Umma (1960), was a movie that could be remembered for many reasons. The first mainstream Malayalam film that successfully integrated the Muslim social fabric into “the commercially existing family drama format” in Malayalam Cinema and made a high-voltage potboiler out of it. It also rescued Udaya Studios from going under, and saw the debut of M.Kunchako as a director.
But it was the 12 songs (!) from the MS Baburaj – P.Bhaskaran team that I think made it all the more memorable, and amongst them, the funky Kadalivazha Kaiyyilirunnu sung by Jikky.
Continue reading Umma (1960), the Meena Kapoor connection, and the Crow.
Raagam, released in 1975, was directed by A.Bheem Singh ( Sukumari’s husband) had its music of all the 6 compositions of Vayalar, done by Salilda, and the most popular among the soundtracks have to be Nadan pattile Mynah and Ividekattinu Sugandham.
The latter became the title of many risque one-liners and the butt of many jokes ( the expression that literally translates to “I love the fragrance in the breeze here” was a phrase begging to be misused, in the opposite sense).
Continue reading Nadan Pattile Mynah, Vani Jayaram, Raagam(1975) and Dharmendra.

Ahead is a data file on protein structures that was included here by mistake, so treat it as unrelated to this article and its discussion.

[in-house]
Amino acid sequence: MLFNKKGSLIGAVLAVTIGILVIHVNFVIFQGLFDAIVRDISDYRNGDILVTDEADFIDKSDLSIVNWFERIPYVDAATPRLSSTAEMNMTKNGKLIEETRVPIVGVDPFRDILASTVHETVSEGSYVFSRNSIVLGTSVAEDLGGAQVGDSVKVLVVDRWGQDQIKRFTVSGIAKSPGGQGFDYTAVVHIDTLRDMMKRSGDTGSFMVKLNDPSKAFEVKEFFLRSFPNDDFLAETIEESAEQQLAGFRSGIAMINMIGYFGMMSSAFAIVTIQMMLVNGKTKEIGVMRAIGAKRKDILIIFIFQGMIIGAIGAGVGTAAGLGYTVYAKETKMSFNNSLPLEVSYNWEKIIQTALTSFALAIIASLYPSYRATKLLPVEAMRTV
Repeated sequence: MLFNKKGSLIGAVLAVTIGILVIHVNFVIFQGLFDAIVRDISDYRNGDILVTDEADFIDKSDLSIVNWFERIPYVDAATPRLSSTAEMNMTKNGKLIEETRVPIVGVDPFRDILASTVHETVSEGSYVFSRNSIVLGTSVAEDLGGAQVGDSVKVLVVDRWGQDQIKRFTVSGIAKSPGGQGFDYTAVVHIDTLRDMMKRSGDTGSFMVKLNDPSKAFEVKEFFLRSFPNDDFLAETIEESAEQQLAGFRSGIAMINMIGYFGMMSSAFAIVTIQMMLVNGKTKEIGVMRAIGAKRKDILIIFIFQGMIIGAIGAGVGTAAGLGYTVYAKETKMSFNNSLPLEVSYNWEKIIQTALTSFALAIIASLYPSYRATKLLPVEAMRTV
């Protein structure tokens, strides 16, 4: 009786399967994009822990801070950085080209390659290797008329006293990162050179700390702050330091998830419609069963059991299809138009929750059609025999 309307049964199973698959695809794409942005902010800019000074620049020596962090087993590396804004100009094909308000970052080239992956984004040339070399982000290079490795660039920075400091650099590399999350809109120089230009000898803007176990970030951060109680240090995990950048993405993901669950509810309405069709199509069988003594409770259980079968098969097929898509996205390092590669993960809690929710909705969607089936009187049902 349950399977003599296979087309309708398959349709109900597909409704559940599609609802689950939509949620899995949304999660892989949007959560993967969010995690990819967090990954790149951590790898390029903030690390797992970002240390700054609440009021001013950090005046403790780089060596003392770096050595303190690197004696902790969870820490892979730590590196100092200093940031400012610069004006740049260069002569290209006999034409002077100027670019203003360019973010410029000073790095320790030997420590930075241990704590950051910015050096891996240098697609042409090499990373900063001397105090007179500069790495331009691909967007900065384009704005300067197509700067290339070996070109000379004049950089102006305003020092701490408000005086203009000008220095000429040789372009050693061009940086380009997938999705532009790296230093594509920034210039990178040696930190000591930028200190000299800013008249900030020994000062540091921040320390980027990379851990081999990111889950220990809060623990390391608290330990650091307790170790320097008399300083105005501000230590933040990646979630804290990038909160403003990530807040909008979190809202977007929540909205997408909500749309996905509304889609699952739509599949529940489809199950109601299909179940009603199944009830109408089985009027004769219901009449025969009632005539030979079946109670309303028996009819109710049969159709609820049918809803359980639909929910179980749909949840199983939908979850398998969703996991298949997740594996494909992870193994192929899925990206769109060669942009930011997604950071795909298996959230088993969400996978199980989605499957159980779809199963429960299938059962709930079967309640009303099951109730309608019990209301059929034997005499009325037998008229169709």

It would be kind of missing the point to say that the amazing repertoire of Salilda‘s contribution to Malayalam Cinema, more or less revolves around Chemmeen‘s soundtrack, every single one of them. It was close to around 25 films, the last being Vellam (1984), produced by actor Devan ( his first and last stint in production). What is not commonly known to most who deeply love Salilda’s music style was his dexterity in adapting his tunes across Indian languages which would have given anyone else the ants-in-pants syndrome. Not that all were successful. I always wince everytime I listen to Kadali, Chenkadali from Nellu, rendered by Lata Mangeshkar for Salilda in Malayalam. Surely, S. Janaki or P.Susheela were available, weren’t they?
Continue reading Neelaponmane, Nellu (1974) and Geetashree Sandhya Mukherjee.
Recently read about a quote by Zero Babu, a long time associate of the legendary MS Baburaj, how he literally adored Talat Mehmood and his compositions, mostly his vocal style. As we listen to Thamasamenthe Varuvan, we realise this could be nothing else than a way of offering tribute to the genius of Talat Mehmood.
Continue reading Thamasamenthe Varuvan inspired from Talat Mehmood.